Featured reader reviews: Page 7

Listed below are the latest featured reader reviews on the site. Some are positive in praise, some are negative in criticism, but the one thing they all have in common is that they are well written and explain their reasoning. We can never have enough reader reviews as they add to the quality of the site, making it ever more useful for visitors.

Nation by Terry Pratchett

10 stars

It really depends when you ask me, Sir Terry's best book is either Nation, Wee Free Men, or Night Watch (especially around the Glorious 25th of May.) It is far too late to foist this book upon my grown daughters (although I would still recommend it to them) but I have an 11 year old niece who I would hope would benefit from the book. Just finishing a listen to Stephen Briggs reading the audiobook version of Nation again. Sublime. GNU Terry Pratchett.

New Jersey, US

Perdido Street Station by China Mieville

8 stars

One of the most extraordinary books I have enjoyed, richly imaginative, brilliantly realized and well written. I am a big fan of Mieville, and this is one of his best, but also one of the worst, because all that brilliance is let down - literally betrayed, by its ending. In the novel Mieville explores so many complex layers and nuances of society with such depth and sophistication, his descriptions of the biological impulses of the slake moths utterly genius. So why did he end the novel, topple its entire magnificent edifice, with some trite moralistic justification for what must be the most devastating betrayal of a key character - and, indeed, of the reader he carries so far?


The Snow Goose by Paul Gallico

10 stars

This is a remarkable story. My teacher at the time who is of English decent read the book with so emotion that I had never forgotten about this book. I always loved the book since then and decided to buy the book and will read it to my daughter when she is old enough. :)

South Africa

Gardens Of The Moon by Steven Erikson

7 stars

This book and series is not for everyone, but not because you have to be intelligent to like it or anything silly like that. These books, and the series as a whole, employ a non-traditional structure that not everyone will find enjoyable. For those who do, these books will be an awesome, compelling, thought-provoking, humorous and emotional journey. For those who don't, these books will simply be a confusing, frustrating and boring mess. Both perspectives are valid (even for smart people). This series is neither linear nor chronological, and it holds its cards close to the vest. Most fantasy stories will establish several things in the first book, namely the central conflict, the conditions of resolving the conflict, and the stakes. Most stories let you know that the characters have to win freedom, avert evil or war, the end of the world, whatever. How do they do this? By overthrowing the evil king, the dark lord, or the invading army. By learning something, killing something, finding a thing, learning to use a thing or destroying a thing in the fires of Mount Doom, etc. My point is that the reader knows generally where the story is going, and the fun is in the twists and turns of how it gets there. However dark things may look, no one doubts that Frodo will get to Mount Doom, and the one ring will end up in the fires. This series isn't like that. Erikson does NOT identify the central conflict, the conditions of resolution or the stakes until book 10 ( out of 10 books). The reader is simply swept along with the events that are happening and must slowly piece together how they are all connected without knowing where the story is going until you get there. The books will jump around to different characters, in different parts of the world, sometimes skipping forward and back in time, and they will not seem connected until the plot points all converge. Some characters will be important from the beginning of the series to the end. Others will be important for a short time only, influencing and taking part in certain events before dying off or disappearing. Rather than a linear story of what happens to certain characters between point A (the beginning) and point B (the end), this story is a circular tapestry, with separate threads all leading to and converging at the center, which is book 10. Not everyone will enjoy this series, but it's a wild ride for those that do. Book 1 drops you in, gives you very few answers and tons of questions. It can be difficult to get into. It is better than it seems at first though, and although I liked it on my first read, I LOVED in on my second read through.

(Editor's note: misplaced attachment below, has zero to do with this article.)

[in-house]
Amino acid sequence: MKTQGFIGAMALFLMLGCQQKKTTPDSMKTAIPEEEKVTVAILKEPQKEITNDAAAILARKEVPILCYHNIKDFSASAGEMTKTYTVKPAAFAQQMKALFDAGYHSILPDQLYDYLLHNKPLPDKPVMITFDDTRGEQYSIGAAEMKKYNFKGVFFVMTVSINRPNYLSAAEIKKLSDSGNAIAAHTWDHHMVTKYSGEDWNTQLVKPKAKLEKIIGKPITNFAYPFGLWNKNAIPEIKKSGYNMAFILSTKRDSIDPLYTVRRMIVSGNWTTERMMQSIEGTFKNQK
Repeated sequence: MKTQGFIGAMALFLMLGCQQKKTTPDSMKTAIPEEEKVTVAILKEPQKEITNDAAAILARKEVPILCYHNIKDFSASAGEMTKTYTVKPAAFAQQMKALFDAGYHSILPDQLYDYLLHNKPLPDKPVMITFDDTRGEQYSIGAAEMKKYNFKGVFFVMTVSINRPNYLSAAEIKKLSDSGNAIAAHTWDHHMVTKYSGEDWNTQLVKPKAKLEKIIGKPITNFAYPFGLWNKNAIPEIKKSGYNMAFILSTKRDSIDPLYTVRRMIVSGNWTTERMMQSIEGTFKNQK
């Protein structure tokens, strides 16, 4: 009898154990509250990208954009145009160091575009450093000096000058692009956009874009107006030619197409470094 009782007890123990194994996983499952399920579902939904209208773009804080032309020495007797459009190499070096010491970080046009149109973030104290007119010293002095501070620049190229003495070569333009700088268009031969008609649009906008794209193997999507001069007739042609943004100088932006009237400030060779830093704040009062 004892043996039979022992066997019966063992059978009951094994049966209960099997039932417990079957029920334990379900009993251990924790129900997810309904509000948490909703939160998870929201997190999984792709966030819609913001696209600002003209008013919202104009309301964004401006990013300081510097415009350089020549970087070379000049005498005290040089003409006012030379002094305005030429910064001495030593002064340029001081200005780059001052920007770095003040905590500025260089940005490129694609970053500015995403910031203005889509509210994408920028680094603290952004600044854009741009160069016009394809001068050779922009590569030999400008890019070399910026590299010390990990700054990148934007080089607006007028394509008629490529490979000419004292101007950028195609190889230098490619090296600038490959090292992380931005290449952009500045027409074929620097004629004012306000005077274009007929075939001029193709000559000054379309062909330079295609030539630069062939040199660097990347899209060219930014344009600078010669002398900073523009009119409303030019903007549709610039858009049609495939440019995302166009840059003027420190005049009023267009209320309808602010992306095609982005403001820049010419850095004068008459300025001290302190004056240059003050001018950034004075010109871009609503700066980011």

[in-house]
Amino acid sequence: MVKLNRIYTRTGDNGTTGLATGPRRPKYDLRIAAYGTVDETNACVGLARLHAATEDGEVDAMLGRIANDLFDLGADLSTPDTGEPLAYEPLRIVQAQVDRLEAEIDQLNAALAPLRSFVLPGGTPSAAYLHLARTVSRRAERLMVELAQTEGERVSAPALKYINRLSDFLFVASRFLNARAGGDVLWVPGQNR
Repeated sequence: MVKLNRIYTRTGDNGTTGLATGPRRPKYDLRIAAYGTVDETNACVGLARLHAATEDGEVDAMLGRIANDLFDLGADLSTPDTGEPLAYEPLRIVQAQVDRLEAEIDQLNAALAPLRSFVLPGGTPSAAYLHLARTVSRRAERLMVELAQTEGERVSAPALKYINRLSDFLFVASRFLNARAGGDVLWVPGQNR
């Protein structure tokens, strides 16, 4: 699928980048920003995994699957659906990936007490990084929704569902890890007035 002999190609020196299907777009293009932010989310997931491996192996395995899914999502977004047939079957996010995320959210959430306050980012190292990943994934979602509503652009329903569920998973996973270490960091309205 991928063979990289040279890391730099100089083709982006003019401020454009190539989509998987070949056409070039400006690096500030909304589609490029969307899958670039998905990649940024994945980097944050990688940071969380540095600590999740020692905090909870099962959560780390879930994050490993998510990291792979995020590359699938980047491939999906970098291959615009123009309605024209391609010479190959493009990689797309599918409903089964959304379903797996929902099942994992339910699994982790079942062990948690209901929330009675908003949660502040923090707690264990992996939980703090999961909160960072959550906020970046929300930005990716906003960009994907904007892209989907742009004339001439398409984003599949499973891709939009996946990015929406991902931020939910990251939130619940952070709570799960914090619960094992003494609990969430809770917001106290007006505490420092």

New Jersey

The Shadow of the Torturer by Gene Wolf

10 stars

I agree wholeheartedly with Nobody from USA. How this book, the series of the New Sun and the final culmination in The Urth of the New Sun get overlooked is beyond me. Granted they are dense in allegory, symbols and obscure references which may elude casual readers but much like any great SF series, the joy of really understanding what Wolfe is crafting is often only apparent on the second, third or even tenth read. I have read the series annually for more than 20 years and each year wonder at the efficiency Wolfe achieved whilst conveying a great depth to the character and setting. Casting the main character Severan as an unreliable witness yet with a perfect memory is, in my opinion, a stroke of genius that only really plays out in subsequent reads. From a technology point of view, Wolfe has an unparalleled ability to imagine a future so distant that dozens of civilisations and their advancements have thrived and perished leaving a technology detritus of objects and infrastructure that behave in such a way that may well be magic to the current inhabitants of the world. Recently there was an announcement that science had created a colour blacker than black. Wolfe anticipate this 30 years prior with 'fuligin' the material that clothed the main character. Minor perhaps but speaks to Wolfe's thoughtful approach as to what may be possible. The science, the technology and the time scales are impeccable thought through. Albeit this is a work of fiction. Even so, the word fuligin has an etymology derived from sooty and this is the type of delight that awaits those who take the time to investigate closer. At heart I think it's a (classic?) story of a person who had the belief that they were someone much more than where their station had landed and hence I think, a character which is deeply relatable for many - especially a young boy who found the Shadow of Torturer lying in a gutter whilst doing a paper round! If you're a fan of SF read it. If you're a scholar of SF, you've work to do. Just pray they don't make a film out of it and remove the best parts where your imagination fills in the blanks whilst you go on a journey with Severan.